MICROSOFT'S ANNOUNCEMENT yesterday that it will unbundle Internet Exploder (IE) from Windows 7 in Europe has been met with widespread skepticism.
The Vole's pledge to allow OEMs to bundle, and end users to install, competing web browsers instead of IE was out less than a day before the European Competition Commission raised its eyebrows, according to the AP.
Europe's top antitrust regulator indicated that it will continue to pursue Microsoft over antitrust issues for having bundled IE with Windows for the last 12 years.
In a statement, the Commission said it "notes with interest" Microsoft's announcement but it would rather come up with its own remedy to allow computer users "genuine consumer choice".
It was also critical of the Vole's apparent plan to sell retail copies of Windows 7 without any web browser at all, which could set up a potential Catch-22 situation in that the ploy might make it impossible for buyers to initially access the Internet at all in order to download any alternative web browser.
The EC statement said, "In terms of potential remedies, if the Commission were to find that Microsoft had committed an abuse, the Commission has suggested that consumers should be offered a choice of browser not that Windows should be supplied without a browser at all."
In addition, as Groklaw pointed out, Microsoft's announcement contradicts what it told the US courts. Then, the Vole insisted it was impossible to remove IE from Windows without breaking the operating system, but now it says that its Windows Vista service pack that it calls Windows 7 has been designed such that it won't break if IE is removed.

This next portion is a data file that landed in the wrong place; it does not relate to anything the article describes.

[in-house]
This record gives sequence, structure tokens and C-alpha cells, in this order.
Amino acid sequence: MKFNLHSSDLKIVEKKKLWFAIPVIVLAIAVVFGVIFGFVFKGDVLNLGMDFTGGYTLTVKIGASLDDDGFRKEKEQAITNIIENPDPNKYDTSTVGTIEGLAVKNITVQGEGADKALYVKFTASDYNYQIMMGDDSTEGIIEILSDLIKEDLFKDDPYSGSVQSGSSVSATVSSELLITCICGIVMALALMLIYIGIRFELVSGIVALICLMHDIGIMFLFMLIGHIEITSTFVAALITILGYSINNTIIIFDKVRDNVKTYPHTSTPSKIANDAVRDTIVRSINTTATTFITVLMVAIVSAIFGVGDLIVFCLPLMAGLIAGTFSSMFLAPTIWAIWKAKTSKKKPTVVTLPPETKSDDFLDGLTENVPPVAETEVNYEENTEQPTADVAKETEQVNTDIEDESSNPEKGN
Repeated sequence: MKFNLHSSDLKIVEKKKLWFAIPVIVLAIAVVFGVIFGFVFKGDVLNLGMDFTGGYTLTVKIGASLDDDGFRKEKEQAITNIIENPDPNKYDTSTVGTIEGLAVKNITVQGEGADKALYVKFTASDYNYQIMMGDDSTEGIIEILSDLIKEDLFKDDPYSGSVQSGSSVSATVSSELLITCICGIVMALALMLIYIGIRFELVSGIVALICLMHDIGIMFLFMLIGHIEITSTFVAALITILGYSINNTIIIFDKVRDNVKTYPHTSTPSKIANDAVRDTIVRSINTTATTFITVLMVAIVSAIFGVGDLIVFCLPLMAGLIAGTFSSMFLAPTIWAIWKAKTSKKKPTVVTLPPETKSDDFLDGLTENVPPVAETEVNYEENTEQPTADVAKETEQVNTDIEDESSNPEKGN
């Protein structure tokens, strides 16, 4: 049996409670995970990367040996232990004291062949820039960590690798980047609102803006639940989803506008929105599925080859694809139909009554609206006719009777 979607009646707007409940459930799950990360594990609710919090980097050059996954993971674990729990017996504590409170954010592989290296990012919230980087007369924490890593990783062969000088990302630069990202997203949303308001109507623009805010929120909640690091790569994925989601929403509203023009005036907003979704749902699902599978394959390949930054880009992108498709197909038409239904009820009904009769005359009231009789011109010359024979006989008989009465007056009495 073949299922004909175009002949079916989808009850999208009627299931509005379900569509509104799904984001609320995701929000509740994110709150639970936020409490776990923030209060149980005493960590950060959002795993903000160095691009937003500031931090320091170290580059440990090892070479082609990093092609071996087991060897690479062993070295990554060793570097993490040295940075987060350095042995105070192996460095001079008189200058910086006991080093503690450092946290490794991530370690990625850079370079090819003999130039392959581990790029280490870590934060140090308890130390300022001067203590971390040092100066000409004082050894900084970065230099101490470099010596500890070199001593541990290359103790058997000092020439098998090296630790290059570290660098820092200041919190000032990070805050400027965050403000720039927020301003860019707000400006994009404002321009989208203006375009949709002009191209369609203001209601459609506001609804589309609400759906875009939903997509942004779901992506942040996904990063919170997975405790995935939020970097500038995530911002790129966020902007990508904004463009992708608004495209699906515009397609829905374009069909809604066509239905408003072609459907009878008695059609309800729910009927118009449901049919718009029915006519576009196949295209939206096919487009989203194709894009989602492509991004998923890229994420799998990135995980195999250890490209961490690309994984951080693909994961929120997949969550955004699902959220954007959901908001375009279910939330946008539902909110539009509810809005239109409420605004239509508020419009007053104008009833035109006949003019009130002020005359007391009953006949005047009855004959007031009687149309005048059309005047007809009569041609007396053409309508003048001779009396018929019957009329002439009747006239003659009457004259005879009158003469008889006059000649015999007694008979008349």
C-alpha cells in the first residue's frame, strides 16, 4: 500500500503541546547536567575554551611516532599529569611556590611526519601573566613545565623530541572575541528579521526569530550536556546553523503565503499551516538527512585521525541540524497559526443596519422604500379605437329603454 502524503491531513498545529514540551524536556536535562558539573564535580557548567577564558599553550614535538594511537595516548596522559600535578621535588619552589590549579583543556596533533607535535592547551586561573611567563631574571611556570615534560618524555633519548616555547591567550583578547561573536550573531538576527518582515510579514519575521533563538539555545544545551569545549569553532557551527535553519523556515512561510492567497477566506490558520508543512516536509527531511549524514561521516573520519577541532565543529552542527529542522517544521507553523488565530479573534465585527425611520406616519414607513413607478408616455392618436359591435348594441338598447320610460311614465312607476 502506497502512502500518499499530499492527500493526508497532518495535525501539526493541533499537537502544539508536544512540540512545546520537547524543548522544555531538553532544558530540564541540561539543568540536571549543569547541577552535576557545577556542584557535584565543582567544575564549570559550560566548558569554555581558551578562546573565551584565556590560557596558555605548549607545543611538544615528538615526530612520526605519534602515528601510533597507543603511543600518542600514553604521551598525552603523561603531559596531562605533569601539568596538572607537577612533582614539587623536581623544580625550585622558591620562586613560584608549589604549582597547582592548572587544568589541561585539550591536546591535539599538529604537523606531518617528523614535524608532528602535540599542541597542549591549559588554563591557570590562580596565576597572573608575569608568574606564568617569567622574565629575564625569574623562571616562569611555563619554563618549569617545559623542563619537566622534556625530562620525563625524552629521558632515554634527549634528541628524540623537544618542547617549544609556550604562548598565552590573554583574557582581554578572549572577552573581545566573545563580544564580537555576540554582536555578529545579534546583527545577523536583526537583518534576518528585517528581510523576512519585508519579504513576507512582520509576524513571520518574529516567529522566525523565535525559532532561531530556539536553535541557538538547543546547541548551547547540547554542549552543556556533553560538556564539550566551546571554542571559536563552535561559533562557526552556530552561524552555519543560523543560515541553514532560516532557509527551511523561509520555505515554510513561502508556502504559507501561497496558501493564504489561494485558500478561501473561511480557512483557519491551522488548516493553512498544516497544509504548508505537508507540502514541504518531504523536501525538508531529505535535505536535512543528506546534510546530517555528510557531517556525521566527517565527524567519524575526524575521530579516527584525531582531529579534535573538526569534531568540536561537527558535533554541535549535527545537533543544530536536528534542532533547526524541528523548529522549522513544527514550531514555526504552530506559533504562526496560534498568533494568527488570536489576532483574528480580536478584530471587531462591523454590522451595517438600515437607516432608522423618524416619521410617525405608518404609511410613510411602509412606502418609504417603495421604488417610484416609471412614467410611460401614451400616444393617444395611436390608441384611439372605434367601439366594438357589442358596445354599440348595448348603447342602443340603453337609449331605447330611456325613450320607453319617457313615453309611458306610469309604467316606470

Having seen how Microsoft has operated over more than two decades, a lot of observers expect that it will continue to use its monopoly power to influence OEMs to keep preinstalling IE, and will make it as difficult as possible for Windows users to acquire and install an alternative web browser. The Vole doesn't play fair, as it has shown time and time again throughout its history, so it would be laughably naive to believe that it is suddenly going to start behaving itself now.
The EC is sending out a questionnaire to PC makers and software vendors asking for recommendations on the best method of implementing an effective remedy for Microsoft's dominance in the browser market.
Microsoft probably didn't expect an easy ride from the EU Commission, but it seems clear that unbundling IE isn't going to get it off the hook in Brussels. µ
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